Old City encapsules more than 350 years of history, including the places that were part and parcel of the nation’s birth. Its streets and buildings knew the presence of the Founders and the other authors of the incomparable Revolutionary events that occurred here. 


But it would be an oversight to focus solely on the Revolutionary period of the neighborhood, because its history is richer and more complicated than that.


Life was all about the river


European settlers arrived in the Delaware River Valley in the early 17th century, ahead of William Penn, and established permanent outposts in what would become Philadelphia in the second half of the century. Life centered on the west bank of the Delaware, where businesses and inhabitants, savory and unsavory alike, initially worked and lived in caves. The settlement’s first wharf was constructed at Walnut Street in 1685, and many others followed as people moved inland to more permanent structures. Penn arrived a few years later, embarking from a barge at what is today Penn's Landing, now an arts and recreation area stretching from Vine to South Streets.


The vital importance of the river in those days is still evident today from Old City’s tiny side streets, which started as a network of paths to move goods to and from the waterfront; Cuthbert, Quarry and Bread Streets and Elfreth's Alley are surviving examples. One surviving staircase, the Wood Street Steps, is left of the dozen that Penn ordered constructed in 1684 to access the river; it lies between rowhouses, connecting Water and Front Streets, north of Old City. 

Thus, the neighborhood developed quickly into a dense maze of alleys, passageways and courts lined with row houses on sub-divided lots. Incredibly, much of this character remains today – including the old practice of combining a ground-floor business with a residence (or residences) above. And so the district flourished as a retail and wholesale marketplace for the next 200 years, centered by an enormous collection of market stalls that dominated the east end of what was first High Street (now Market Street).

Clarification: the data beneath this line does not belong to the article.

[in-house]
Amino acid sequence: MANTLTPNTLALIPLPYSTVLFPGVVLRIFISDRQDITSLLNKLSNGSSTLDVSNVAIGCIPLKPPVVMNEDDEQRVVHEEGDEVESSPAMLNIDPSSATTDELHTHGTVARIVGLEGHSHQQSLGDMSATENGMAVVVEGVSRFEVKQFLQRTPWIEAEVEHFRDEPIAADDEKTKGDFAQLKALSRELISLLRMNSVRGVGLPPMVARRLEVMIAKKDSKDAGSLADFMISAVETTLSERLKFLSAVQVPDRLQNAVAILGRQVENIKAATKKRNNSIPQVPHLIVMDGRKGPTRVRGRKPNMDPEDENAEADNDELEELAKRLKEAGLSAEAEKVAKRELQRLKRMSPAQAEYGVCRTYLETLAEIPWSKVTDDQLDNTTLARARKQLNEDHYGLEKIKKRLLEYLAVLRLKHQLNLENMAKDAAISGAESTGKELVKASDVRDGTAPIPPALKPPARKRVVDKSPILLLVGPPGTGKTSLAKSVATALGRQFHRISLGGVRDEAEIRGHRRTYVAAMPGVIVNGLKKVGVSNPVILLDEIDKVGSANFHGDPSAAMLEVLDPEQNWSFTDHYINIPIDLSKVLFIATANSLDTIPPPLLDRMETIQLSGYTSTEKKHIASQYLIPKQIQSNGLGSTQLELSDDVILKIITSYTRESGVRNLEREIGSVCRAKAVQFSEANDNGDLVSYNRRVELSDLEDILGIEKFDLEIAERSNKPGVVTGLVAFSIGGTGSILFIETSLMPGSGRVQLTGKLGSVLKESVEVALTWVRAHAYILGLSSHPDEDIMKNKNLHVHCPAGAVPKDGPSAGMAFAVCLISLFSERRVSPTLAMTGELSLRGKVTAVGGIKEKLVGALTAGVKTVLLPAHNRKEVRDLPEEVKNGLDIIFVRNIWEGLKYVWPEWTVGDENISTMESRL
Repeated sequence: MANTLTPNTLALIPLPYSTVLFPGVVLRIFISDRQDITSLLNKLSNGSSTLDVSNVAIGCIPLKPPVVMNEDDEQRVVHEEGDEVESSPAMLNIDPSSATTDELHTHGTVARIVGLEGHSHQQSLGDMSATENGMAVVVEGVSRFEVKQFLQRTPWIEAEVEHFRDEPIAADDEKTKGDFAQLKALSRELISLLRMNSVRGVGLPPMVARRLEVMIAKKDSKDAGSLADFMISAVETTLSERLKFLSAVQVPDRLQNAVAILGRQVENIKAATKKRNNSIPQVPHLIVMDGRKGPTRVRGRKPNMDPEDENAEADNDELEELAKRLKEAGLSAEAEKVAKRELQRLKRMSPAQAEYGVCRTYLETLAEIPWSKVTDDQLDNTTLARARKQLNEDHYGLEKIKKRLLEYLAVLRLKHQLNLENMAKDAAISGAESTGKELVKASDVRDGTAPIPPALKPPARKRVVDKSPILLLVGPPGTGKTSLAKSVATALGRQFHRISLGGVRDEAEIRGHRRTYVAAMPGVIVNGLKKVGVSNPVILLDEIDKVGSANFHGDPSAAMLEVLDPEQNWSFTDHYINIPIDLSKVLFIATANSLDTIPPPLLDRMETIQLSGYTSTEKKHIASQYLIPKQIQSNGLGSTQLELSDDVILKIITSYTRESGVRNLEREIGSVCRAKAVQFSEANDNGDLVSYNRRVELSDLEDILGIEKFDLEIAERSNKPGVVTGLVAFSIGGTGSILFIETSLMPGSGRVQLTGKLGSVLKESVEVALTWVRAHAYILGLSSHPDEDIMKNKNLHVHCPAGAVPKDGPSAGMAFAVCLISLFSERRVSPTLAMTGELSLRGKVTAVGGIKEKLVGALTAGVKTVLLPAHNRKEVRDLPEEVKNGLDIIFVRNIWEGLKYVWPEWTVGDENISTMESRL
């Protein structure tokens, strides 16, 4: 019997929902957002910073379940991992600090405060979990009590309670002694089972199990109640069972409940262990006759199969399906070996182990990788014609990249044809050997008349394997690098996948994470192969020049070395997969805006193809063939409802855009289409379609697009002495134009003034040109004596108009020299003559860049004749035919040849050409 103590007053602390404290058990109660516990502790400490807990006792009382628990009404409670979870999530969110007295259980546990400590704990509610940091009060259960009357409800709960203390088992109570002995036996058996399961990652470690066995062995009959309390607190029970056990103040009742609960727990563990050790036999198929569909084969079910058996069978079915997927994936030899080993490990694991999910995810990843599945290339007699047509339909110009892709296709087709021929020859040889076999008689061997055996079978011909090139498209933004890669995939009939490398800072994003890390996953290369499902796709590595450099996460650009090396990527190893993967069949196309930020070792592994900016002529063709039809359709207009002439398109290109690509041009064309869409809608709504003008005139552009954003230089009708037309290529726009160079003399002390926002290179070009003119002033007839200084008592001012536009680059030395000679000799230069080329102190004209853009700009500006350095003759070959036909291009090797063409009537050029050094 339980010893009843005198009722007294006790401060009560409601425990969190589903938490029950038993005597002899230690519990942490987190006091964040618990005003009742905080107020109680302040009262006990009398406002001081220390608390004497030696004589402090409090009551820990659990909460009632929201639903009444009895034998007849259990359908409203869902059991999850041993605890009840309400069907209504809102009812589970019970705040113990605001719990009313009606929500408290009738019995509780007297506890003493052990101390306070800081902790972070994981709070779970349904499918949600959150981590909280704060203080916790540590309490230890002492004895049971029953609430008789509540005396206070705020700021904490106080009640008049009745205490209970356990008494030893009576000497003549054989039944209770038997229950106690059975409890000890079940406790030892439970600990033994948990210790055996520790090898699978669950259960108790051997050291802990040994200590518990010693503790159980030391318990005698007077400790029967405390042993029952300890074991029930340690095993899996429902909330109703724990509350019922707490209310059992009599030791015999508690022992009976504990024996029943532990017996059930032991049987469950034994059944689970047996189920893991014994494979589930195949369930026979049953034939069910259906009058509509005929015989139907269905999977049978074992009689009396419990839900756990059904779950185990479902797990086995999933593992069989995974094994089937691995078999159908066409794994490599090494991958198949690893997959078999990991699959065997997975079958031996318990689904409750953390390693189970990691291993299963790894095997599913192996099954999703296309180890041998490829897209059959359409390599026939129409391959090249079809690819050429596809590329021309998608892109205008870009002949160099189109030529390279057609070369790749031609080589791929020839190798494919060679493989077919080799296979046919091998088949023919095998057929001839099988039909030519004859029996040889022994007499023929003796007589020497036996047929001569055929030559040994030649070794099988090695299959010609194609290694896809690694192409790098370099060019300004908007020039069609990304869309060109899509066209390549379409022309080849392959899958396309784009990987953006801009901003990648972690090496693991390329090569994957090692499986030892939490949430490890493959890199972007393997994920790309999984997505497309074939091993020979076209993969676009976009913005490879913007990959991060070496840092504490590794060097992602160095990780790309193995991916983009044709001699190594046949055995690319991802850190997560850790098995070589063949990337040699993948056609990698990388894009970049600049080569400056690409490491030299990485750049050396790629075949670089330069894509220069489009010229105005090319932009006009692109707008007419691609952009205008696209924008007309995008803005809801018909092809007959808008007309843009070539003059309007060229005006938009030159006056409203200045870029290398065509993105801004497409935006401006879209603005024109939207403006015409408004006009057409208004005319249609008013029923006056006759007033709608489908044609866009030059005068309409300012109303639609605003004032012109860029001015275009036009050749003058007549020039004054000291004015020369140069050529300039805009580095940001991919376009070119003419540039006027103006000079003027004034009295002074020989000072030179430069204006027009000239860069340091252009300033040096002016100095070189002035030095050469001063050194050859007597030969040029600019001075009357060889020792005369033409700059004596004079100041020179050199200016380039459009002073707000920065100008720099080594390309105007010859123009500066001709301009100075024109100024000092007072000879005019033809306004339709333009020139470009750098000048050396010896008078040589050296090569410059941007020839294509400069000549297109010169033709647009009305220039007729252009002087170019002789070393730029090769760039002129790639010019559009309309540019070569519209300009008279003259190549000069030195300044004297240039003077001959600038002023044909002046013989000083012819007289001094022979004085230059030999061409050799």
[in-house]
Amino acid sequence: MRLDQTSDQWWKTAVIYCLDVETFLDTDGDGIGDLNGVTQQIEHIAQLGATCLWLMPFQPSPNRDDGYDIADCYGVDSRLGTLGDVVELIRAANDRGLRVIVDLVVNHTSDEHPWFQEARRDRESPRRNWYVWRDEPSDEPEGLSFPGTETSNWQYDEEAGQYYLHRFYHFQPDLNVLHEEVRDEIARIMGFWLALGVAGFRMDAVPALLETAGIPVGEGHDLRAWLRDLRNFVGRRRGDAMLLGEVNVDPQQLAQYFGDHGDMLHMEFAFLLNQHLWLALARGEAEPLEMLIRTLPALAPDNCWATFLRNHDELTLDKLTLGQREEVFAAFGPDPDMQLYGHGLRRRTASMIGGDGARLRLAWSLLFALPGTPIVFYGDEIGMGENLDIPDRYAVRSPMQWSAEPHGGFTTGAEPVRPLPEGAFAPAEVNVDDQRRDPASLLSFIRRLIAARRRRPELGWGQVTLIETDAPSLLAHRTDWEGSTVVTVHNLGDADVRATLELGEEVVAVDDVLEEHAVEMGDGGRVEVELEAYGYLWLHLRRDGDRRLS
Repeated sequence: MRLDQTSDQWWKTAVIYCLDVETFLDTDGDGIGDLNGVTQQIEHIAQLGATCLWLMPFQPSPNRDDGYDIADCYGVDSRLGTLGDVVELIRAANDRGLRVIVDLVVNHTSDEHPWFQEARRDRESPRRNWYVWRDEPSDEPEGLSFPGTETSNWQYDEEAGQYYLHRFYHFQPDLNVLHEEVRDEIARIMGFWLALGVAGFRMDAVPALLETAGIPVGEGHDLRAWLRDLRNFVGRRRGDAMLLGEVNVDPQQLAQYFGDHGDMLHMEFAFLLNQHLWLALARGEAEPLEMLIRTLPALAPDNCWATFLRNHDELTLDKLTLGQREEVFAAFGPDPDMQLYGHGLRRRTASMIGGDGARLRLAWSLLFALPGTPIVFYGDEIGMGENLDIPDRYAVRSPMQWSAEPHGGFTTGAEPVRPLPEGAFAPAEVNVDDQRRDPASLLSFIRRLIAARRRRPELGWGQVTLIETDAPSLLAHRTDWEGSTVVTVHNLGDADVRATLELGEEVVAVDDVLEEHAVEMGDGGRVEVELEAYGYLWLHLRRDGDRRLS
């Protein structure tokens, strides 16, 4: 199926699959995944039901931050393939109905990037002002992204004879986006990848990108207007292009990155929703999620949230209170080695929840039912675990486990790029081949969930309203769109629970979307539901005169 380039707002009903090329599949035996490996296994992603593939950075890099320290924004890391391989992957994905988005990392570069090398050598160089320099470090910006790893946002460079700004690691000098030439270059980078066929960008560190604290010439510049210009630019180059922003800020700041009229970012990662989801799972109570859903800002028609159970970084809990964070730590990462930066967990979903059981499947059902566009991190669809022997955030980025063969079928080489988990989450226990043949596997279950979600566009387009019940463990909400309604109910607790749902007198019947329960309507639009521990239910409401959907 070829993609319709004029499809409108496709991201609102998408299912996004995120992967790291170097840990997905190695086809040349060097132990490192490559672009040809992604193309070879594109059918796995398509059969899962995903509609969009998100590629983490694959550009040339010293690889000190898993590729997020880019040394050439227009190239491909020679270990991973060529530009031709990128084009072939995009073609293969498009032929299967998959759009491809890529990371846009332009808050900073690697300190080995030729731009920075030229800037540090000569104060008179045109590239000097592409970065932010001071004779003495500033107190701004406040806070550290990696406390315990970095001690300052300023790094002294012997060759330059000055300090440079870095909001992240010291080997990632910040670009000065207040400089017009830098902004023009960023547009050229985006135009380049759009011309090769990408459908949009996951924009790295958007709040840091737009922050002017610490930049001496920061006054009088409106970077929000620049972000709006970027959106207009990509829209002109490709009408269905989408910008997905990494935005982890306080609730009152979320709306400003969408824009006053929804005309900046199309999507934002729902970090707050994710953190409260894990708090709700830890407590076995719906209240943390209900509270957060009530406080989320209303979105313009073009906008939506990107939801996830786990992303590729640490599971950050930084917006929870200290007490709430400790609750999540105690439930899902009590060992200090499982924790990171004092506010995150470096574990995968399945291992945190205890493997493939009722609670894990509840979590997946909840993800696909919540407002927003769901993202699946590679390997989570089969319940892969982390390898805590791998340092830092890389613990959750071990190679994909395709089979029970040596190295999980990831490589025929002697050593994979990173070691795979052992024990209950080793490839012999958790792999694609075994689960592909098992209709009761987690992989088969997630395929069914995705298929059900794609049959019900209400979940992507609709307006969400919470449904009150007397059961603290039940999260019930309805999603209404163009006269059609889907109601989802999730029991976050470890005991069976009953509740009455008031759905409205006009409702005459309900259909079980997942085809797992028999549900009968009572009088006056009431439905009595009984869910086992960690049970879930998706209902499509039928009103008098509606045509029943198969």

The market dealt in more than retail and wholesale goods. At the southeast corner of Front and Market Streets stood the popular London Coffee House and, conveniently outside, the slaveblock, where Africans were auctioned right off the ships.


The 19th century


By the 19th century, Old City had become a highly regimented neighborhood, with warehousing and light manufacturing north of Market Street and financial and commercial establishments south of Market. Bankers’ Row developed around the corner of 3rd and Chestnut Streets (the photo below shows 4th and Chestnut). Many buildings were designed and built in the Greek Revival and Italianate styles specifically for commercial purposes, but wholesalers tended to adapt older structures and construct whatever they could in the spaces between buildings.


When Old City residents began migrating to the suburbs, a multitude of industries snapped up the space: garment producers, boot and shoe makers, bookbinders, paper box fabricators, glass manufacturers, coopers, brewers and cigar manufacturers. Significant factories and warehouses now lined miles of waterfront. 


20th century impediments


By 1923, the construction of 12 municipal piers transformed today’s Delaware Avenue into one of the busiest shipping locations in the country. Large-scale commerce bypassed the neighborhood, though, because the ships and the railroads were directly linked. Small-scale wholesalers dominated Old City instead.


The Benjamin Franklin Bridge, completed in 1926, enabled travelers to bypass Old City, and the stock market crash signaled the end of significant investment and construction here. Route 95, running north-south along the district’s eastern edge, finally cut Old City off from its roots at the river in the 1970s.


Revival


Around the same time, though, pioneering artists began to turn the neighborhood’s factories and warehouses into lofts, and a thriving arts community gradually took root. The subsequent restoration and conversion of many spaces into residences coincided with an influx of galleries, studios, architects and performing artists during the 1980s and 1990s. 


Today, the “new” Old City is one of the most appealing residential neighborhoods in Philadelphia. It boasts many “Best of Philly” awards for its shops, services and other attractions. It’s been voted “    “, “     “ and “ “. Race Street Pier (Race Street and the river) connects Old City and the Delaware once again, and a new plan to enhance the waterfront as a recreational and cultural resource will secure its future for future generations.


Adapted from “The Old City Historic District: A Guide for Property Owners”, by the Philadelphia Historical Commission